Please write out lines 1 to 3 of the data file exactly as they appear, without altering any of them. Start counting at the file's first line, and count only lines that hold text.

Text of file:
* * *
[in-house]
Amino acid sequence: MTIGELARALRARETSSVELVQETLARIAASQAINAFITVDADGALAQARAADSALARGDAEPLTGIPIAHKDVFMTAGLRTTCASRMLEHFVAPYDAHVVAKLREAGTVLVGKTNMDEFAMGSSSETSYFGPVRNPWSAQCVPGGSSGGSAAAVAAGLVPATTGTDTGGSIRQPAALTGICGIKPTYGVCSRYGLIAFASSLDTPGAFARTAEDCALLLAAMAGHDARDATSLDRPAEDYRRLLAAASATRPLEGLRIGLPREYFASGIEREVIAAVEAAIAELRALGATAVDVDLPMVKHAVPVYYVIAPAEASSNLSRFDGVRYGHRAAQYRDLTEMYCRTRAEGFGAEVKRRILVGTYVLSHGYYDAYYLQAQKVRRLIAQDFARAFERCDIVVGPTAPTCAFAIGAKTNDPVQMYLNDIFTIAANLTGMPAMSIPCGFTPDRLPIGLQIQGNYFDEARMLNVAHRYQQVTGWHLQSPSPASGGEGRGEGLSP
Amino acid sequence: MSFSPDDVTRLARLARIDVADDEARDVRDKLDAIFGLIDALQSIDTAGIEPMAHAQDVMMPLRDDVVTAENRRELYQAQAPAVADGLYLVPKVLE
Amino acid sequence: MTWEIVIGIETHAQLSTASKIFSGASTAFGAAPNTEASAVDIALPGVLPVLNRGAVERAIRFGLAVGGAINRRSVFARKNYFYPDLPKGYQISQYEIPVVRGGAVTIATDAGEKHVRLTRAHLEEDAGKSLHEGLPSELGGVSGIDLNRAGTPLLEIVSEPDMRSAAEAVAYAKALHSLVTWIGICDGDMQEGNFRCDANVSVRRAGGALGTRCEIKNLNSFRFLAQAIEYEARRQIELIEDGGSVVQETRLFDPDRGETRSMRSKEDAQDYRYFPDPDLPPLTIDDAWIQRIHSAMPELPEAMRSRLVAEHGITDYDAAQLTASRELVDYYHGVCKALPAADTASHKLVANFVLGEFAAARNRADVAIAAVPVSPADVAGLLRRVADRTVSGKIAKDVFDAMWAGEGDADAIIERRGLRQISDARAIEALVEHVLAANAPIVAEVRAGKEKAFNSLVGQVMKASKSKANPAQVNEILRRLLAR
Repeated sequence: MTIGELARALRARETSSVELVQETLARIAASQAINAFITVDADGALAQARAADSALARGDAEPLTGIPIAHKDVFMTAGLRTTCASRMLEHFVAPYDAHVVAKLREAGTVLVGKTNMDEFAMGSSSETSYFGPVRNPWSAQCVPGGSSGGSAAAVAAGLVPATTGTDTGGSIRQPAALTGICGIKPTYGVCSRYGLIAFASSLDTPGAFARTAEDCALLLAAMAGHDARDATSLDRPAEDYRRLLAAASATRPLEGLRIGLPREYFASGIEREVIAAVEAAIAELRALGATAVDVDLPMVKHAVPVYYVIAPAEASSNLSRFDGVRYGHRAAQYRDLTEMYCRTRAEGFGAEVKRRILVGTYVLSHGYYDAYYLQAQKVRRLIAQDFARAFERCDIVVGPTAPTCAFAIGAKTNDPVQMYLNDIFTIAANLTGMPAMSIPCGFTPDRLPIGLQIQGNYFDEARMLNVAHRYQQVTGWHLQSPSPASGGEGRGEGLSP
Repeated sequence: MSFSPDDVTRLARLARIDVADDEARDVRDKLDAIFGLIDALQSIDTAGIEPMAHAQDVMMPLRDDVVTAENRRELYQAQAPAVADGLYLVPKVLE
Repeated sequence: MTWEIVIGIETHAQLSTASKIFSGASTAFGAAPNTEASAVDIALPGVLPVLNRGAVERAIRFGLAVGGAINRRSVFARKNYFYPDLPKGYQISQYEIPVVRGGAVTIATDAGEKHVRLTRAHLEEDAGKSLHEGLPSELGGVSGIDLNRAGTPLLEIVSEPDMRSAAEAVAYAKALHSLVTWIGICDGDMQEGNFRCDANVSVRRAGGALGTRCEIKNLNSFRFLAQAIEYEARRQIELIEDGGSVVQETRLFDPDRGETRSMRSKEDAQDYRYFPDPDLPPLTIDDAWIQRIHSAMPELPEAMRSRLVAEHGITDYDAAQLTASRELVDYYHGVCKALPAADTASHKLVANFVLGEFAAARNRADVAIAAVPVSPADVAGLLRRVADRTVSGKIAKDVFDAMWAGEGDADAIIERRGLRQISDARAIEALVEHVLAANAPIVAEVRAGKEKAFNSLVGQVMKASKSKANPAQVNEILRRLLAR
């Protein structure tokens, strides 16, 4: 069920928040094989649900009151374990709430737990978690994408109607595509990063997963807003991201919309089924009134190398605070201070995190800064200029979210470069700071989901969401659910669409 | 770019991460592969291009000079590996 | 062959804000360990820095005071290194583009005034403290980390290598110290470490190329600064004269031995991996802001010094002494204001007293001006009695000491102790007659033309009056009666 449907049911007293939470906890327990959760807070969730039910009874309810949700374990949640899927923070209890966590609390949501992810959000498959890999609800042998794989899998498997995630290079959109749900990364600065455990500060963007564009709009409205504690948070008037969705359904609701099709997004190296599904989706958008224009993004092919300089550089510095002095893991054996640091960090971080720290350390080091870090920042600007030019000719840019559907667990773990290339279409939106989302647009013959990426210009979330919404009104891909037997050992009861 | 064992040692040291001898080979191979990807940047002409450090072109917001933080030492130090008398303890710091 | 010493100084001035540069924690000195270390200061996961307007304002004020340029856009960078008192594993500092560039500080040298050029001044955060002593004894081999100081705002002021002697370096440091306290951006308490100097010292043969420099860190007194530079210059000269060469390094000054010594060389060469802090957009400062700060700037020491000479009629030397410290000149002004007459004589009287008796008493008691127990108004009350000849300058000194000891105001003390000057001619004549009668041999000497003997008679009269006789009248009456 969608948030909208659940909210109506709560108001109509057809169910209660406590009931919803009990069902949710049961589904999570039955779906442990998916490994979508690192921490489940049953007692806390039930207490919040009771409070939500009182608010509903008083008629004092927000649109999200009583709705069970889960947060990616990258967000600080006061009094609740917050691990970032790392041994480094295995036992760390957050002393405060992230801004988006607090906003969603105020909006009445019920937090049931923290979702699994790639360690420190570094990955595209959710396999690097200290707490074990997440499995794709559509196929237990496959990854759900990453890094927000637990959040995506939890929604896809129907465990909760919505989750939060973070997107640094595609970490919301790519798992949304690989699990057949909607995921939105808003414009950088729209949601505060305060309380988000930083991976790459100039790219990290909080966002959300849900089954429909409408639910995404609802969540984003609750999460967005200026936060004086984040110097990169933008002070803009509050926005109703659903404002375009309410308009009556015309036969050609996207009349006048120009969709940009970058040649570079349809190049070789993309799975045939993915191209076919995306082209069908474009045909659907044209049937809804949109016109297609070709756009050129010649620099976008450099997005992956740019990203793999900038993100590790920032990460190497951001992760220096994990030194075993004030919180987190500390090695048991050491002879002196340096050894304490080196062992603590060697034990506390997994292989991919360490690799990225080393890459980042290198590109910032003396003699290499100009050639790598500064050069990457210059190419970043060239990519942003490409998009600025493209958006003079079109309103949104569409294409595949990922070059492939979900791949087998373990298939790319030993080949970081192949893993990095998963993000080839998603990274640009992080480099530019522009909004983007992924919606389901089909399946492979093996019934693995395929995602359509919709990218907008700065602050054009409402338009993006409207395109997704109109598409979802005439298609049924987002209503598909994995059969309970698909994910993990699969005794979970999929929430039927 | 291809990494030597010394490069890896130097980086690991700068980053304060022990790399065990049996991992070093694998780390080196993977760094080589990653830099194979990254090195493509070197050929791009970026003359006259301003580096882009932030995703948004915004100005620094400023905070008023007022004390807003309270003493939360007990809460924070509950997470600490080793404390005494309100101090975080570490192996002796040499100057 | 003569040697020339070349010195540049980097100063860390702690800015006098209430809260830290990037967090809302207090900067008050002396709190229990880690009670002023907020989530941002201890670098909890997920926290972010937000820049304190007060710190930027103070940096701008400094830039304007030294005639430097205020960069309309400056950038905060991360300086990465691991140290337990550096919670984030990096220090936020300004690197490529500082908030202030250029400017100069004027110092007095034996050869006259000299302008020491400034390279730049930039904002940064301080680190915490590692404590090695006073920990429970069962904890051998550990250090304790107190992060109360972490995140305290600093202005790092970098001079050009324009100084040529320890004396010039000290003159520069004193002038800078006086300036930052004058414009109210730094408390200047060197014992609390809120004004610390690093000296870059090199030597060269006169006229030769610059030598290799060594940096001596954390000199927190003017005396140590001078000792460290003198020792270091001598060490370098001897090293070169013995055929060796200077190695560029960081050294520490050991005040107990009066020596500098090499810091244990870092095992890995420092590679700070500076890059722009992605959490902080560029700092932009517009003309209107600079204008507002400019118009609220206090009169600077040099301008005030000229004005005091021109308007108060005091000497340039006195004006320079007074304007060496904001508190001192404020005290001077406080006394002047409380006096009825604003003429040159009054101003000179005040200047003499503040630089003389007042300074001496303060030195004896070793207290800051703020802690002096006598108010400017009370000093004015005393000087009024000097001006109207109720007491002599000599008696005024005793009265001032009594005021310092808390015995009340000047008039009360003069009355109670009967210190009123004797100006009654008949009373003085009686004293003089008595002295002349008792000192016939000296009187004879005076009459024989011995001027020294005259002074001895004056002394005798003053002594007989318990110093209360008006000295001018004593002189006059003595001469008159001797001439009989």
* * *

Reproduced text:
[in-house]
Amino acid sequence: MTIGELARALRARETSSVELVQETLARIAASQAINAFITVDADGALAQARAADSALARGDAEPLTGIPIAHKDVFMTAGLRTTCASRMLEHFVAPYDAHVVAKLREAGTVLVGKTNMDEFAMGSSSETSYFGPVRNPWSAQCVPGGSSGGSAAAVAAGLVPATTGTDTGGSIRQPAALTGICGIKPTYGVCSRYGLIAFASSLDTPGAFARTAEDCALLLAAMAGHDARDATSLDRPAEDYRRLLAAASATRPLEGLRIGLPREYFASGIEREVIAAVEAAIAELRALGATAVDVDLPMVKHAVPVYYVIAPAEASSNLSRFDGVRYGHRAAQYRDLTEMYCRTRAEGFGAEVKRRILVGTYVLSHGYYDAYYLQAQKVRRLIAQDFARAFERCDIVVGPTAPTCAFAIGAKTNDPVQMYLNDIFTIAANLTGMPAMSIPCGFTPDRLPIGLQIQGNYFDEARMLNVAHRYQQVTGWHLQSPSPASGGEGRGEGLSP
Amino acid sequence: MSFSPDDVTRLARLARIDVADDEARDVRDKLDAIFGLIDALQSIDTAGIEPMAHAQDVMMPLRDDVVTAENRRELYQAQAPAVADGLYLVPKVLE